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Alis said...

Brilliant post, David, thanks. And very timely as I'm beginning to think about how I want to structure my next novel. I once swore I'd never do first person again but I'm all grown up and published now...

Tim Stretton said...

I think the point about using first-person to make monsters tolerable is an important one. The reader is predisposed to sympathise with a first-person narrator because the feeling of shared intimacy is strong in this POV.

It doesn't always work though: does American Psycho have any appeal beyond clumsy satire?

Neil said...

Hi, David.

I've been enjoying these posts. Thanks.

Concerning jumping between several first person POV's, unless you're going to switch language, I reckon you can switch between two first person narrators without some visual signal, but can't see what it was achieve without a line break other than momentarily confusing the reader. He doesn't perform this trick, but Yann Martel does something similar in Self.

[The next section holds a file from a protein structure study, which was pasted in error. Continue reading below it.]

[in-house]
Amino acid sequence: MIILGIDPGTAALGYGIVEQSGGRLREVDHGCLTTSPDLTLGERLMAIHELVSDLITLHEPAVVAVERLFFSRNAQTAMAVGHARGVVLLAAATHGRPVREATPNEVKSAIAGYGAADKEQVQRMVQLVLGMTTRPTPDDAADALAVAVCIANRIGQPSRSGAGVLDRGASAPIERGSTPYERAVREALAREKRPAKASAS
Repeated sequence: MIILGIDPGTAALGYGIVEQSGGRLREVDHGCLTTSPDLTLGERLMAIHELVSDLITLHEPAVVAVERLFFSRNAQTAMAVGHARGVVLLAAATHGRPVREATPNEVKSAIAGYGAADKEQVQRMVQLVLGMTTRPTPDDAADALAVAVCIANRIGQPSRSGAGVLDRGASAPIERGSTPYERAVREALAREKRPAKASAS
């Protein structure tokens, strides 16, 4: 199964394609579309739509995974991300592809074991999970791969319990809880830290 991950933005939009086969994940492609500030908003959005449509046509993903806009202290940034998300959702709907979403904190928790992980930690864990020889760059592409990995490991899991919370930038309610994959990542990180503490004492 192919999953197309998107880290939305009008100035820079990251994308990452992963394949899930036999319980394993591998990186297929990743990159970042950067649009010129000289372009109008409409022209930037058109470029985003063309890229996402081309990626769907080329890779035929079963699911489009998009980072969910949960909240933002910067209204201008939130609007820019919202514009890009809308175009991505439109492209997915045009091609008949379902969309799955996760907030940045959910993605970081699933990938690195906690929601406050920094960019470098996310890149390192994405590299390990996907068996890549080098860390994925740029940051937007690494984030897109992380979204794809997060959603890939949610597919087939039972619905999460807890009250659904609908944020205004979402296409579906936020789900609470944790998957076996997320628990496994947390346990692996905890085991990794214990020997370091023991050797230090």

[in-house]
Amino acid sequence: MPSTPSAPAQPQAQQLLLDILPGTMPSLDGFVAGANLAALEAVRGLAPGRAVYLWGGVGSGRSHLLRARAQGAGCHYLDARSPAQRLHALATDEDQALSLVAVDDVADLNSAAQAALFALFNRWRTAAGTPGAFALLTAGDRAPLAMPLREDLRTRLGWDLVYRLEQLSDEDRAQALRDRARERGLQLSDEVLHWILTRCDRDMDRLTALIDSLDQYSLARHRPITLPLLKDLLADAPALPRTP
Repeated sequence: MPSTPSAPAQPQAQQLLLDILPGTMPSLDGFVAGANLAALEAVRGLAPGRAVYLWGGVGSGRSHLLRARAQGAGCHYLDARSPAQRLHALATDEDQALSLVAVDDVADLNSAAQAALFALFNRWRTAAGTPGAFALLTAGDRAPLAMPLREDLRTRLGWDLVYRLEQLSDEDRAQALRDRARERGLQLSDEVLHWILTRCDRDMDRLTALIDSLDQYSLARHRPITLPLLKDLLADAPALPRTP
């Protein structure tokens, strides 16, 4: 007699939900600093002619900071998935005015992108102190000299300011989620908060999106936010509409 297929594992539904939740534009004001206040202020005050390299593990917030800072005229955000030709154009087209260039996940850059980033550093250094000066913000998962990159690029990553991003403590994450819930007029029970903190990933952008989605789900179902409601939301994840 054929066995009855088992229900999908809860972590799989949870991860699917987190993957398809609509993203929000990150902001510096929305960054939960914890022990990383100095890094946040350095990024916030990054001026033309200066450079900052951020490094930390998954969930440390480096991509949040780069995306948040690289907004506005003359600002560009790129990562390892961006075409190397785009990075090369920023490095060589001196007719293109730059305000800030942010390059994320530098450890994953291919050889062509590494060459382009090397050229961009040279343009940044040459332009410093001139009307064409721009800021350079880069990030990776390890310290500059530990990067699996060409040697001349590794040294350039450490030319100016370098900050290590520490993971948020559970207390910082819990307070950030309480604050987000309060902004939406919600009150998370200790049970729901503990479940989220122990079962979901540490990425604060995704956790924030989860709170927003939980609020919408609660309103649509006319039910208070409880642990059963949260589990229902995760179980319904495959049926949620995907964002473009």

David Isaak said...

Hi, Alis--

Never say never.

But you seem to tackle things with a lot of scope and history, so I have a suspicion we'll be seeing a lot more third from you. (And why not? You do it brilliantly.)

David Isaak said...

Hi, Tim--

"American Psycho."

You know, I think that might have been a really good book...if it were, say, about 85% shorter?

David Isaak said...

Hi, Neil--

Haven't read "Self." Should I?

Your point about momentary confusion of the reader is well taken. Labeling is way of avoiding that problem, and the issue is really quite similar to the one that results in chapter labels that say "1945" and "2006"--it could probably be written so that the reader could sort it out without the label, but why make them do the extra work?